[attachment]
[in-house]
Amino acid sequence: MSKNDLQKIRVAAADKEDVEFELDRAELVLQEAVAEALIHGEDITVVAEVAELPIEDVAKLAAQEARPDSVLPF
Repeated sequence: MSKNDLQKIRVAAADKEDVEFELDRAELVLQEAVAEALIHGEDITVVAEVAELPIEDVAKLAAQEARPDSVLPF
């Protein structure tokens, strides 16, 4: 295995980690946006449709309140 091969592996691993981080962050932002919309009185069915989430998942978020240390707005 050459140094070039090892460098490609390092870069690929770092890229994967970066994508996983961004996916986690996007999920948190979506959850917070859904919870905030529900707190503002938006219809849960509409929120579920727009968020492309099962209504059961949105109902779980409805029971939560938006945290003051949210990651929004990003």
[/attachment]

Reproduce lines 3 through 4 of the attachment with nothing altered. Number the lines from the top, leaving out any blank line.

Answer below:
Repeated sequence: MSKNDLQKIRVAAADKEDVEFELDRAELVLQEAVAEALIHGEDITVVAEVAELPIEDVAKLAAQEARPDSVLPF
């Protein structure tokens, strides 16, 4: 295995980690946006449709309140 091969592996691993981080962050932002919309009185069915989430998942978020240390707005 050459140094070039090892460098490609390092870069690929770092890229994967970066994508996983961004996916986690996007999920948190979506959850917070859904919870905030529900707190503002938006219809849960509409929120579920727009968020492309099962209504059961949105109902779980409805029971939560938006945290003051949210990651929004990003």